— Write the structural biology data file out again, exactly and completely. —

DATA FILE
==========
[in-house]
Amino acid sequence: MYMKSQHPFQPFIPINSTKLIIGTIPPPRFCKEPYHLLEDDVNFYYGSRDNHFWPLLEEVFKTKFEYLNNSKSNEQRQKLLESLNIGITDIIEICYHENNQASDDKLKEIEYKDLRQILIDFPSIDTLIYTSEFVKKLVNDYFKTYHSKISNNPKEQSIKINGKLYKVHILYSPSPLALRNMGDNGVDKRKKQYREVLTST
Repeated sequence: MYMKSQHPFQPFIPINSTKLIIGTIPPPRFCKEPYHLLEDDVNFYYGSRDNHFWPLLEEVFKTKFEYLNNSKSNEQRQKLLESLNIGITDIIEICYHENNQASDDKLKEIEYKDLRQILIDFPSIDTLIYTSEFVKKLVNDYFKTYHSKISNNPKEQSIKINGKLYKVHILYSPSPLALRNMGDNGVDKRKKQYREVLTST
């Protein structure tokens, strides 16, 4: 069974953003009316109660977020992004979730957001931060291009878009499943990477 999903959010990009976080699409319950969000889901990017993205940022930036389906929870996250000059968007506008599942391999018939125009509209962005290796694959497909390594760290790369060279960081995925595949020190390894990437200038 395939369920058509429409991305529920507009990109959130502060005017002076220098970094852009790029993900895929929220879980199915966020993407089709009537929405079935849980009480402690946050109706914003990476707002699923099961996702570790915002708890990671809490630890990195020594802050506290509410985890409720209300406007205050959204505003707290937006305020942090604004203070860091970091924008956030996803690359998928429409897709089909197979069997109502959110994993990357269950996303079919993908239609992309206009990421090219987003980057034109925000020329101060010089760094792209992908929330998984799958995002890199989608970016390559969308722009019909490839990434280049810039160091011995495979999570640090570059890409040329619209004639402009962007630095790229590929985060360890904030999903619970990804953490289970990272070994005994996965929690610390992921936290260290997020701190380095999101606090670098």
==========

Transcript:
[in-house]
Amino acid sequence: MYMKSQHPFQPFIPINSTKLIIGTIPPPRFCKEPYHLLEDDVNFYYGSRDNHFWPLLEEVFKTKFEYLNNSKSNEQRQKLLESLNIGITDIIEICYHENNQASDDKLKEIEYKDLRQILIDFPSIDTLIYTSEFVKKLVNDYFKTYHSKISNNPKEQSIKINGKLYKVHILYSPSPLALRNMGDNGVDKRKKQYREVLTST
Repeated sequence: MYMKSQHPFQPFIPINSTKLIIGTIPPPRFCKEPYHLLEDDVNFYYGSRDNHFWPLLEEVFKTKFEYLNNSKSNEQRQKLLESLNIGITDIIEICYHENNQASDDKLKEIEYKDLRQILIDFPSIDTLIYTSEFVKKLVNDYFKTYHSKISNNPKEQSIKINGKLYKVHILYSPSPLALRNMGDNGVDKRKKQYREVLTST
């Protein structure tokens, strides 16, 4: 069974953003009316109660977020992004979730957001931060291009878009499943990477 999903959010990009976080699409319950969000889901990017993205940022930036389906929870996250000059968007506008599942391999018939125009509209962005290796694959497909390594760290790369060279960081995925595949020190390894990437200038 395939369920058509429409991305529920507009990109959130502060005017002076220098970094852009790029993900895929929220879980199915966020993407089709009537929405079935849980009480402690946050109706914003990476707002699923099961996702570790915002708890990671809490630890990195020594802050506290509410985890409720209300406007205050959204505003707290937006305020942090604004203070860091970091924008956030996803690359998928429409897709089909197979069997109502959110994993990357269950996303079919993908239609992309206009990421090219987003980057034109925000020329101060010089760094792209992908929330998984799958995002890199989608970016390559969308722009019909490839990434280049810039160091011995495979999570640090570059890409040329619209004639402009962007630095790229590929985060360890904030999903619970990804953490289970990272070994005994996965929690610390992921936290260290997020701190380095999101606090670098």